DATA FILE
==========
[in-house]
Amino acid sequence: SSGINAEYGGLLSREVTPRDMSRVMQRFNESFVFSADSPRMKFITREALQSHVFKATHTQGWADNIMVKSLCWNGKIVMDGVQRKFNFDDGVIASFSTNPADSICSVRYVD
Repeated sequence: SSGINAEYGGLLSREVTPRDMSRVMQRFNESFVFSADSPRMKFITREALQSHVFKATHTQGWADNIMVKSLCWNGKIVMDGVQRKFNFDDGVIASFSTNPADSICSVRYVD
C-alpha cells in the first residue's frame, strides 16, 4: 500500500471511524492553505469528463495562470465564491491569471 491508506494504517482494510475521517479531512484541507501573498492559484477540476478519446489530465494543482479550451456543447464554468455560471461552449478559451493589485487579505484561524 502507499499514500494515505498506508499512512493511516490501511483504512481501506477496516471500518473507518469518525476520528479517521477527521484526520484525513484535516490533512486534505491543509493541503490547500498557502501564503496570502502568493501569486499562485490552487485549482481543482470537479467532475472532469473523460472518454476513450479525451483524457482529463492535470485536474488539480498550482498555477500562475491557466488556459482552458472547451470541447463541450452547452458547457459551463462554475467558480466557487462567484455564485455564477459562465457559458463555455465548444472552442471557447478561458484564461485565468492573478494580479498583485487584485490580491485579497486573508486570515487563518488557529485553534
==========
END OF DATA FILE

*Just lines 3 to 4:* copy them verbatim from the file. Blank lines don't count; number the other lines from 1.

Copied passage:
Repeated sequence: SSGINAEYGGLLSREVTPRDMSRVMQRFNESFVFSADSPRMKFITREALQSHVFKATHTQGWADNIMVKSLCWNGKIVMDGVQRKFNFDDGVIASFSTNPADSICSVRYVD
C-alpha cells in the first residue's frame, strides 16, 4: 500500500471511524492553505469528463495562470465564491491569471 491508506494504517482494510475521517479531512484541507501573498492559484477540476478519446489530465494543482479550451456543447464554468455560471461552449478559451493589485487579505484561524 502507499499514500494515505498506508499512512493511516490501511483504512481501506477496516471500518473507518469518525476520528479517521477527521484526520484525513484535516490533512486534505491543509493541503490547500498557502501564503496570502502568493501569486499562485490552487485549482481543482470537479467532475472532469473523460472518454476513450479525451483524457482529463492535470485536474488539480498550482498555477500562475491557466488556459482552458472547451470541447463541450452547452458547457459551463462554475467558480466557487462567484455564485455564477459562465457559458463555455465548444472552442471557447478561458484564461485565468492573478494580479498583485487584485490580491485579497486573508486570515487563518488557529485553534